Thrombotic stroke occurs when a blood clot forms in one of the cerebral arteries that stays attached to the artery wall until it grows large enough to block blood flow. Cerebral Thrombus occurs most often at night, or early in the morning. In most instancies the underlying cause is Atherosclerosis. Cerebral thrombosis is often preceded by a transient ischemic attack, or TIA, sometimes called a! SS mini-stroke. !" In a TIA, blood flow is temporarily interrupted, causing short lived stroke like symptoms.

This kind of Ischemic stroke accounts for 60% of a stroke cases. Embolic stroke is another common form of Ischemic stroke. It can occur when a clot, or small piece of plaque formed elsewhere in the circulatory system breaks free. This free roaming clot travels through the bloodstream until it reaches vessels too small to let it pass. This kind of stroke accounts for 20% of all strokes.

In most instancies the underlying case is Atrial Fibrillation. A disorder of the heart beat. The heart doesn! |t completely empty the blood from the chambers. This stagnant blood forms clots that break off and inter the circulation. Atrial Fibrillation is a factor in about 15% of Embolism stroke. The risk of a stroke from atrial fibrillation can be dramatically reduced with daily use of anticoagulant medication.

Hemorrhagic Strokes Hemorrhagic stroke occurs when a blood vessels in the brain leaks or ruptures. Bleeding from the ruptured brain artery can either go into the substance of the brain or into the various spaces surrounding the brain. The two types of hemorrhagic stroke are Intracerebral and Subarachnoid hemorrhagic. Intracerebral hemorrhagic stroke occurs when vessels within the brain leaks blood into the brain itself. It often happens without warning. This type of stroke represents about 10% of all strokes.

The most common cause is uncontrolled high blood pressure or (Hypertension. ) Hypertension can cause small arteries inside the brain to become brittle and susceptible to cracking and rupture. Less often it may result from a blood vessel defect present since birth. In a sub arachnoid hemorrhage, bleeding occurs within the space between the brain and the skull.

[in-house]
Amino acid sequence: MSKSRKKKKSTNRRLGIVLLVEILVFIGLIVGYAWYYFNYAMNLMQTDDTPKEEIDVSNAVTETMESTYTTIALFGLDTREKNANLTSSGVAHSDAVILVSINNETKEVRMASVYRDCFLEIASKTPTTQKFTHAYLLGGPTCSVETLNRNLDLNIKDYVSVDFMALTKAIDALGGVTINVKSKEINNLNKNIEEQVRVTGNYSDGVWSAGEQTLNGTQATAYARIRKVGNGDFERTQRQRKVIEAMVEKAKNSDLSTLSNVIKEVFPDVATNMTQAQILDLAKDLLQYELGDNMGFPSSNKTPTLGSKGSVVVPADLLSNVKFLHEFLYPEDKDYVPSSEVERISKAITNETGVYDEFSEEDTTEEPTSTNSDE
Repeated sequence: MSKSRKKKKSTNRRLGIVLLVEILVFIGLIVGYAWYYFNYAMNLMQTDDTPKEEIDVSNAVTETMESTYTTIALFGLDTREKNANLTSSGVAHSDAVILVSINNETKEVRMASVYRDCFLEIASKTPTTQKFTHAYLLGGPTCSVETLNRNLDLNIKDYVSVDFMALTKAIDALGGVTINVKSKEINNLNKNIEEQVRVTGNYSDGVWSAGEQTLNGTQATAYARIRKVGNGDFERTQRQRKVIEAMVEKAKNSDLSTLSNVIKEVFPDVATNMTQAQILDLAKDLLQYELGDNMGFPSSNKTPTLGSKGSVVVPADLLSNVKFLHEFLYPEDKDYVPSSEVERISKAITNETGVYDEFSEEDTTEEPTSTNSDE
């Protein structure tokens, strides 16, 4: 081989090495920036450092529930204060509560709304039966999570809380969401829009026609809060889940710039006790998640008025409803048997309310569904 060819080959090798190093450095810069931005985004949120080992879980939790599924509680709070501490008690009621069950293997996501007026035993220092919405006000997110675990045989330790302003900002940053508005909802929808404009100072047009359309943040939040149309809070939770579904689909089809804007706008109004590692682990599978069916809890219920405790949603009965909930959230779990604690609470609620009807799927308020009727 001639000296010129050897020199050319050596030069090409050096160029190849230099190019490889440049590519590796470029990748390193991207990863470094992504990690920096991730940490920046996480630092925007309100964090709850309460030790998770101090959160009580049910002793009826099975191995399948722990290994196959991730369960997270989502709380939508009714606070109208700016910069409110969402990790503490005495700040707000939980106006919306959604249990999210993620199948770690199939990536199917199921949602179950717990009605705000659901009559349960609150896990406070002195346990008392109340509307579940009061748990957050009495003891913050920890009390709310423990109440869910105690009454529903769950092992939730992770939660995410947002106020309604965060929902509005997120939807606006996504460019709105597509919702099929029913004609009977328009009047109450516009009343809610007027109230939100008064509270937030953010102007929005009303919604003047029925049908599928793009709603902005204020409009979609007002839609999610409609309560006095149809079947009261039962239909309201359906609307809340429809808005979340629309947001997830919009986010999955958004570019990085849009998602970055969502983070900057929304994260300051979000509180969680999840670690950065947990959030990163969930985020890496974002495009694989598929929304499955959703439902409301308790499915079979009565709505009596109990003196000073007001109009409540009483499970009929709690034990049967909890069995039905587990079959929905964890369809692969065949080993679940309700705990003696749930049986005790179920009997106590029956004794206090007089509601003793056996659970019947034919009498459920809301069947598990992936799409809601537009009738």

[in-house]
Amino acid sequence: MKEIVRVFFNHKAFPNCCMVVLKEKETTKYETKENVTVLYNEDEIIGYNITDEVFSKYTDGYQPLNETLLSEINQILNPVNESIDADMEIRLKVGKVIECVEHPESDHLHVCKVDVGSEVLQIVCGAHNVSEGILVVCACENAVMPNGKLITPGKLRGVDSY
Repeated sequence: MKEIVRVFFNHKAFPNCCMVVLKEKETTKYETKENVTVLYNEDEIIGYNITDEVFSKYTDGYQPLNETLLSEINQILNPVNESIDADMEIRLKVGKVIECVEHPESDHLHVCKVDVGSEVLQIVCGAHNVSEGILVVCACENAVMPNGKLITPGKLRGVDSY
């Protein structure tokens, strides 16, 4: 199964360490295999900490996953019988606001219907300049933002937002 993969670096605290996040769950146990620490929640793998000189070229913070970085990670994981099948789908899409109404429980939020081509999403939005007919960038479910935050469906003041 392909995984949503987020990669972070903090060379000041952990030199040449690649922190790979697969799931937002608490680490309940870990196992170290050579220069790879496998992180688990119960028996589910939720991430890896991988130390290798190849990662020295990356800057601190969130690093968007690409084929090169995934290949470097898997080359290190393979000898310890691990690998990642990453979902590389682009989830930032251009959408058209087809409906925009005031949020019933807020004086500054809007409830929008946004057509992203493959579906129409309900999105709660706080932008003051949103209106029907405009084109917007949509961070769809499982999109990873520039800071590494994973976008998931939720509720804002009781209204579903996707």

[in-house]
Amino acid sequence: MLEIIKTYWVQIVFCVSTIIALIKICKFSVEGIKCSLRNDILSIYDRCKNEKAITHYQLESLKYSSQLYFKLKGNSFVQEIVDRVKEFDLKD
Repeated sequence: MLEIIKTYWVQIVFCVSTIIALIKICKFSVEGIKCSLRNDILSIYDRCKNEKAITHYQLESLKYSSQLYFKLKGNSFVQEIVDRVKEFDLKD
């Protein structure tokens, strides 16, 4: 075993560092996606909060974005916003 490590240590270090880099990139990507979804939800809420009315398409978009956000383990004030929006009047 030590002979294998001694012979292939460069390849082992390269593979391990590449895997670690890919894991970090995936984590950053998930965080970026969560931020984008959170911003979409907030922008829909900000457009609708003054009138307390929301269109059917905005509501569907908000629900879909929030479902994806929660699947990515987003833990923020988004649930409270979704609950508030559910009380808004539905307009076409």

This type of stroke accounts for about 7% of all strokes. A sub arachnoid hemorrhage is often signaled by a sudden thunderclap headache that's more severe than any you have ever felt. About half of all people who experience a sub arachnoid hemorrhage die. Half of those who survive are left permanently disabled.

In fact, sub arachnoid hemorrhage is the most deadly of all strokes. The most common cause of sub arachnoid hemorrhages is a ruptured aneurysms. A less common cause is the rupture of an arteriovenous malformation. An arteriovenous malformation is a cluster of abnormally formed blood vessels. The vessels most likely to break are those with preexisting defects. Stroke Warning Signs Some people do have symptoms without having a completed stroke.

These people experience temporary symptoms of a stroke that cause no permanent damage. These symptoms are warning signs of impending disaster. Usually the symptoms come on suddenly, but they can come on during sleep so that you wake up with them. Symptoms may vary depending on which part of the brain is affected and the size of the damaged area.

In general, many people have more than one of these problems. Most of them are sometimes linked with nausea, or vomiting, and disorientation.".